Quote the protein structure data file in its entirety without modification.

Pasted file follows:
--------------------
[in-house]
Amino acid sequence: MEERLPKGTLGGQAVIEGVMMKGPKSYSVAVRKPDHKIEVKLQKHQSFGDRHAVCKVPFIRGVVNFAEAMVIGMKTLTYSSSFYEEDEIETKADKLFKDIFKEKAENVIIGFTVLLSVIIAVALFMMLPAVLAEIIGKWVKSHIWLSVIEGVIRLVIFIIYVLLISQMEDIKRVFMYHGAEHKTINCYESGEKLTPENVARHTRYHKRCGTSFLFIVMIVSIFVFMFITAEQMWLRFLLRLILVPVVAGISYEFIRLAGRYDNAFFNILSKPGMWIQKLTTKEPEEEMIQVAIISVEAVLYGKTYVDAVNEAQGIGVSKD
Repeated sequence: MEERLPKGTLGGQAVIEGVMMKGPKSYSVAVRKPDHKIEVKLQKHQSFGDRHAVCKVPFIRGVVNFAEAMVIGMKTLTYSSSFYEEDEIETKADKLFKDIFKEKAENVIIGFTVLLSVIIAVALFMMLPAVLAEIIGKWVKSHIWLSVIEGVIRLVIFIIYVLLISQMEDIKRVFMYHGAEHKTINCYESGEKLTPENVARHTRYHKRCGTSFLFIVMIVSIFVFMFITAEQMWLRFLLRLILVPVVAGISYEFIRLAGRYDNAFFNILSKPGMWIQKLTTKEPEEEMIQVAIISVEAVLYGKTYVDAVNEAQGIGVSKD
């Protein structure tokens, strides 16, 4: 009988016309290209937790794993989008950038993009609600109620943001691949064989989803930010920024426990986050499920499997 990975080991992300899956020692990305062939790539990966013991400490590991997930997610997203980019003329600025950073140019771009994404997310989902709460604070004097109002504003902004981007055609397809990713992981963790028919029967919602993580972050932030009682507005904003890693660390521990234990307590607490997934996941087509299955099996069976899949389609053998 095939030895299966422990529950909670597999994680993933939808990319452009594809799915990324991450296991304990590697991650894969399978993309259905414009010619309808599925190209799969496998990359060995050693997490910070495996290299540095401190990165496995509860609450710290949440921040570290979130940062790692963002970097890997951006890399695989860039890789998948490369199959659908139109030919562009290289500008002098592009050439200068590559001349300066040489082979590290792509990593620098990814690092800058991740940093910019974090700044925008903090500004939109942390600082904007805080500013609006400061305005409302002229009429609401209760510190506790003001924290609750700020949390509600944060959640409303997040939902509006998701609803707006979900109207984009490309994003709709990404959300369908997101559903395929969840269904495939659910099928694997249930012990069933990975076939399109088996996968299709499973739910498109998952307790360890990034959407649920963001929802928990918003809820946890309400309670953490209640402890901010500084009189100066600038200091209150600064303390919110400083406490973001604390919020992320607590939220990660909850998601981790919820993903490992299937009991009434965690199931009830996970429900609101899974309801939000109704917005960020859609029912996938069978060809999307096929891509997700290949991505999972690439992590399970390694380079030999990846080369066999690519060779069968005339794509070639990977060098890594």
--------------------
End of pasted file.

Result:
[in-house]
Amino acid sequence: MEERLPKGTLGGQAVIEGVMMKGPKSYSVAVRKPDHKIEVKLQKHQSFGDRHAVCKVPFIRGVVNFAEAMVIGMKTLTYSSSFYEEDEIETKADKLFKDIFKEKAENVIIGFTVLLSVIIAVALFMMLPAVLAEIIGKWVKSHIWLSVIEGVIRLVIFIIYVLLISQMEDIKRVFMYHGAEHKTINCYESGEKLTPENVARHTRYHKRCGTSFLFIVMIVSIFVFMFITAEQMWLRFLLRLILVPVVAGISYEFIRLAGRYDNAFFNILSKPGMWIQKLTTKEPEEEMIQVAIISVEAVLYGKTYVDAVNEAQGIGVSKD
Repeated sequence: MEERLPKGTLGGQAVIEGVMMKGPKSYSVAVRKPDHKIEVKLQKHQSFGDRHAVCKVPFIRGVVNFAEAMVIGMKTLTYSSSFYEEDEIETKADKLFKDIFKEKAENVIIGFTVLLSVIIAVALFMMLPAVLAEIIGKWVKSHIWLSVIEGVIRLVIFIIYVLLISQMEDIKRVFMYHGAEHKTINCYESGEKLTPENVARHTRYHKRCGTSFLFIVMIVSIFVFMFITAEQMWLRFLLRLILVPVVAGISYEFIRLAGRYDNAFFNILSKPGMWIQKLTTKEPEEEMIQVAIISVEAVLYGKTYVDAVNEAQGIGVSKD
């Protein structure tokens, strides 16, 4: 009988016309290209937790794993989008950038993009609600109620943001691949064989989803930010920024426990986050499920499997 990975080991992300899956020692990305062939790539990966013991400490590991997930997610997203980019003329600025950073140019771009994404997310989902709460604070004097109002504003902004981007055609397809990713992981963790028919029967919602993580972050932030009682507005904003890693660390521990234990307590607490997934996941087509299955099996069976899949389609053998 095939030895299966422990529950909670597999994680993933939808990319452009594809799915990324991450296991304990590697991650894969399978993309259905414009010619309808599925190209799969496998990359060995050693997490910070495996290299540095401190990165496995509860609450710290949440921040570290979130940062790692963002970097890997951006890399695989860039890789998948490369199959659908139109030919562009290289500008002098592009050439200068590559001349300066040489082979590290792509990593620098990814690092800058991740940093910019974090700044925008903090500004939109942390600082904007805080500013609006400061305005409302002229009429609401209760510190506790003001924290609750700020949390509600944060959640409303997040939902509006998701609803707006979900109207984009490309994003709709990404959300369908997101559903395929969840269904495939659910099928694997249930012990069933990975076939399109088996996968299709499973739910498109998952307790360890990034959407649920963001929802928990918003809820946890309400309670953490209640402890901010500084009189100066600038200091209150600064303390919110400083406490973001604390919020992320607590939220990660909850998601981790919820993903490992299937009991009434965690199931009830996970429900609101899974309801939000109704917005960020859609029912996938069978060809999307096929891509997700290949991505999972690439992590399970390694380079030999990846080369066999690519060779069968005339794509070639990977060098890594």